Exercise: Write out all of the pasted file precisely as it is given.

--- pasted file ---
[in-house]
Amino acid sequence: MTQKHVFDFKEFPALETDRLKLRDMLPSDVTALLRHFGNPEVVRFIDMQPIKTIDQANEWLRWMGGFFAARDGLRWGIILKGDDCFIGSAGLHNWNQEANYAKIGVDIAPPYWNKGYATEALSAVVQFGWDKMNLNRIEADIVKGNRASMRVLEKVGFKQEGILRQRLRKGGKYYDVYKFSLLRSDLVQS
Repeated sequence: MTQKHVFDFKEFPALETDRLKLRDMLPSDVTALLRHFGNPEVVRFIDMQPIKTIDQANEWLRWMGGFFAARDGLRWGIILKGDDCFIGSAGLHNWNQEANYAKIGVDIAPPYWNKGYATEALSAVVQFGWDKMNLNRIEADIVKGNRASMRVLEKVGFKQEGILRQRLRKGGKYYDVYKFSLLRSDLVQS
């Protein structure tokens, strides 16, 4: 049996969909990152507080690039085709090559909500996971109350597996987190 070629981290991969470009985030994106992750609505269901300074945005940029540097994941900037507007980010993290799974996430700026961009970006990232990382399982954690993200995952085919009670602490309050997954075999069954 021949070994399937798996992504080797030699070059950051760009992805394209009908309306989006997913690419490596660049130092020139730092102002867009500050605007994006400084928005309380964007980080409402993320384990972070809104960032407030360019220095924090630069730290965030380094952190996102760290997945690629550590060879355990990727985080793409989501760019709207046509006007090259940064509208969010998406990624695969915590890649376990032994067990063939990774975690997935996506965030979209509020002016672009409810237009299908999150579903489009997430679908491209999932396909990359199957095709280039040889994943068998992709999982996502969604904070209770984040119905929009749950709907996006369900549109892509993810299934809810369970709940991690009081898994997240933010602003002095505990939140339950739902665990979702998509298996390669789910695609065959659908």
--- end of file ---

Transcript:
[in-house]
Amino acid sequence: MTQKHVFDFKEFPALETDRLKLRDMLPSDVTALLRHFGNPEVVRFIDMQPIKTIDQANEWLRWMGGFFAARDGLRWGIILKGDDCFIGSAGLHNWNQEANYAKIGVDIAPPYWNKGYATEALSAVVQFGWDKMNLNRIEADIVKGNRASMRVLEKVGFKQEGILRQRLRKGGKYYDVYKFSLLRSDLVQS
Repeated sequence: MTQKHVFDFKEFPALETDRLKLRDMLPSDVTALLRHFGNPEVVRFIDMQPIKTIDQANEWLRWMGGFFAARDGLRWGIILKGDDCFIGSAGLHNWNQEANYAKIGVDIAPPYWNKGYATEALSAVVQFGWDKMNLNRIEADIVKGNRASMRVLEKVGFKQEGILRQRLRKGGKYYDVYKFSLLRSDLVQS
């Protein structure tokens, strides 16, 4: 049996969909990152507080690039085709090559909500996971109350597996987190 070629981290991969470009985030994106992750609505269901300074945005940029540097994941900037507007980010993290799974996430700026961009970006990232990382399982954690993200995952085919009670602490309050997954075999069954 021949070994399937798996992504080797030699070059950051760009992805394209009908309306989006997913690419490596660049130092020139730092102002867009500050605007994006400084928005309380964007980080409402993320384990972070809104960032407030360019220095924090630069730290965030380094952190996102760290997945690629550590060879355990990727985080793409989501760019709207046509006007090259940064509208969010998406990624695969915590890649376990032994067990063939990774975690997935996506965030979209509020002016672009409810237009299908999150579903489009997430679908491209999932396909990359199957095709280039040889994943068998992709999982996502969604904070209770984040119905929009749950709907996006369900549109892509993810299934809810369970709940991690009081898994997240933010602003002095505990939140339950739902665990979702998509298996390669789910695609065959659908």